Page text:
In this tutorial we will be learning how to use the ubuntu terminal efficiently. You’ll find a lot of interesting things in this tutorial that might boost your productivity while using Ubuntu.
Alright let’s get right into it! First to run the terminal in ubuntu we can press Ctrl+Alt+T or you can press the Super(windows) key and type in ‘terminal’ and press enter. And a nice looking terminal would be right in front of you.
Ubuntu Terminal Basics
This is what the default terminal window on Ubuntu looks like.
- Here, the first thing we see “dheeraj@linuxfordevices: ~$” right before the text prompt. First thing “dheeraj” here is the logged-in user who is running the commands. On your machine, it will be your username.
- Then “linuxfordevices” is the machine name. After that, we see the ‘~’ symbol. This part will show us the present working directory, the directory we are currently in. In this case, we are in the home directory (/home/user) which is also represented by the ‘~‘ symbol.
To check the current directory, you can also type in the command ‘pwd‘ and press enter.
We can jump across different directory using the cd command. Just type in “cd directory-name” and press enter.
To see all the files of the present directory you can run the ‘ls’ command.
The Help Option and the man page
Sometimes it could be tricky to go around a command in Linux. The help option comes in very handy at those times. Simply run a command by after adding “-h” or “–help” after it and you will see a brief guide on how to use the command.
Here, I am looking for help on the cd command.
Also, if you’re looking for a more detailed reference you can use the man page. To refer to the man page of a command, you can type ‘man command-name’ and press enter.
Since, man is also a separate command, you can refer man page of man by running “man man”. 😀
The Clear Command
If you have a lot of clutter on the terminal screen you can run the
clear command to clean everything.
The History Command
The up and down key on the keyboard will help you navigate through the previous commands. For example, pressing the up key once will bring up the last command that was executed, and pressing the up key again will bring up the command executed before that.
You can also run the history command and it will show all the previously run command in the session.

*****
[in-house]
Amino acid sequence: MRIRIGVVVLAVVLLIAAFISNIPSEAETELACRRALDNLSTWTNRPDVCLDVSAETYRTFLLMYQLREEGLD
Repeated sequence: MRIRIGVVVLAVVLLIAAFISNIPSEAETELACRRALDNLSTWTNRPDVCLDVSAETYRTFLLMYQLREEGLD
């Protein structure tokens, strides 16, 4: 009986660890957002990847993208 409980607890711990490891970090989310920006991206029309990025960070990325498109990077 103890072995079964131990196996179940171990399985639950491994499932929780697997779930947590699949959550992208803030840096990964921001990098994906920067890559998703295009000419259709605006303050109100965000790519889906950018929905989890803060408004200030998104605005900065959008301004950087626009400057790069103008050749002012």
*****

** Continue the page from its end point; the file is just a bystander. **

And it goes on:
The tab key on the keyboard helps to autocomplete a command. For the demonstration here, I will be opening a text file kept on my desktop.
First, I will navigate to the desktop using the cd command. The command is simply ‘cd Desktop’ but I don’t have to write the full command and just press tab after simply typing ‘cd De’ and it will autocomplete for me.
You can also press the tab key twice and it will list out all the possible completion options for what you’ve typed. For example, I am running the ‘cat’ command here, pressing tab twice will list out all the options here.
The !! option
The !! (pronounced ‘bang bang’) option simply copies the last command. One of the most common use of this is when you have to run the previous command with sudo privileges.
Running Multiple Commands
There are various methods to run multiple command at once in the terminal.
command1 ; command2 ; command3
The semicolon(;) operator will execute all the commands in succession, regardless of whether if any previous command fails or succeeds.
command1 && command2 && command3
The logical AND operator(&&) will only execute the second command once first is ran successfully and similarly will run the third command if second was successful and so on.
command1 || command2 || command3
The logical OR operator
(||) will only execute the first successful command. It will execute command 2 only if command1 fails. And command3 if command2 fails.
The Alias Command
The alias command helps you create aliases for other commands. You can abbreviate longer commands with alias. For example:
alias sai="sudo apt install" alias clr="clear"
You can use these aliases as good as the original commands. However, these aliases will be gone once you close the terminal session.
Now you can add all the alias command at the bottom of the file.
# # alias sai="sudo apt install" alias clr="clear"
And now save and exit the nano editor. After restarting the terminal, you will be able to use the set aliases.
Ubuntu Terminal Keyboard Shortcuts
Here are a few keyboard shortcuts that might come in handy:
- Ctrl + Alt+ T: Open up a new terminal
- Ctrl + Shift + T: New Terminal tab
- Ctrl + C: Kill current running command/process
- Ctrl + L: Clear Console
- Ctrl + Shift + C: Copy selected text
- Ctrl + Shift + V: Paste the copied text to the terminal
- Ctrl + A: Go to the beginning of the line
- Ctrl + E: Go to the end of the line
I hope after reading this tutorial, you will be be using the ubuntu terminal more efficiently. Have a great day ahead! Cheers!